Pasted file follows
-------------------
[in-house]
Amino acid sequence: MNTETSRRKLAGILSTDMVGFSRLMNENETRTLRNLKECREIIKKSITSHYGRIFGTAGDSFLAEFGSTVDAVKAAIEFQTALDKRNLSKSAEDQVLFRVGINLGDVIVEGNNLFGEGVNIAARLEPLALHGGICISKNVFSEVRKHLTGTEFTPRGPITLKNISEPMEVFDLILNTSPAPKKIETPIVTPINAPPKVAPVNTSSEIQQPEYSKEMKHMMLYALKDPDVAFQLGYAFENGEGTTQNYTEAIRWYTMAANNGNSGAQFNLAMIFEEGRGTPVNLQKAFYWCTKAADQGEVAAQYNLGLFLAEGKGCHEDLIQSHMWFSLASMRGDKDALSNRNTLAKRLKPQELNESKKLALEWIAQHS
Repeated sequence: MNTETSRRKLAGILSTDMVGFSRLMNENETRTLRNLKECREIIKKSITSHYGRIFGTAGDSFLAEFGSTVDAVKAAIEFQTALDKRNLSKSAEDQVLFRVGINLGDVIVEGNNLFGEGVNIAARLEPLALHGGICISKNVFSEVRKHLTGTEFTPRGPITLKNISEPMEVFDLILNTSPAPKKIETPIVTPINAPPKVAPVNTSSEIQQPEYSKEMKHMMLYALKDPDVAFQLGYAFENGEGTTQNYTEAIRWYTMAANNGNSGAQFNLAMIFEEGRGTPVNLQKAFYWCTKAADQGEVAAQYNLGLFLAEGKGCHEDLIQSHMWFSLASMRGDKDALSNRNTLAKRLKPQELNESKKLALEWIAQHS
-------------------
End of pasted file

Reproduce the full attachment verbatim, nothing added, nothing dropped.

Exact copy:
[in-house]
Amino acid sequence: MNTETSRRKLAGILSTDMVGFSRLMNENETRTLRNLKECREIIKKSITSHYGRIFGTAGDSFLAEFGSTVDAVKAAIEFQTALDKRNLSKSAEDQVLFRVGINLGDVIVEGNNLFGEGVNIAARLEPLALHGGICISKNVFSEVRKHLTGTEFTPRGPITLKNISEPMEVFDLILNTSPAPKKIETPIVTPINAPPKVAPVNTSSEIQQPEYSKEMKHMMLYALKDPDVAFQLGYAFENGEGTTQNYTEAIRWYTMAANNGNSGAQFNLAMIFEEGRGTPVNLQKAFYWCTKAADQGEVAAQYNLGLFLAEGKGCHEDLIQSHMWFSLASMRGDKDALSNRNTLAKRLKPQELNESKKLALEWIAQHS
Repeated sequence: MNTETSRRKLAGILSTDMVGFSRLMNENETRTLRNLKECREIIKKSITSHYGRIFGTAGDSFLAEFGSTVDAVKAAIEFQTALDKRNLSKSAEDQVLFRVGINLGDVIVEGNNLFGEGVNIAARLEPLALHGGICISKNVFSEVRKHLTGTEFTPRGPITLKNISEPMEVFDLILNTSPAPKKIETPIVTPINAPPKVAPVNTSSEIQQPEYSKEMKHMMLYALKDPDVAFQLGYAFENGEGTTQNYTEAIRWYTMAANNGNSGAQFNLAMIFEEGRGTPVNLQKAFYWCTKAADQGEVAAQYNLGLFLAEGKGCHEDLIQSHMWFSLASMRGDKDALSNRNTLAKRLKPQELNESKKLALEWIAQHS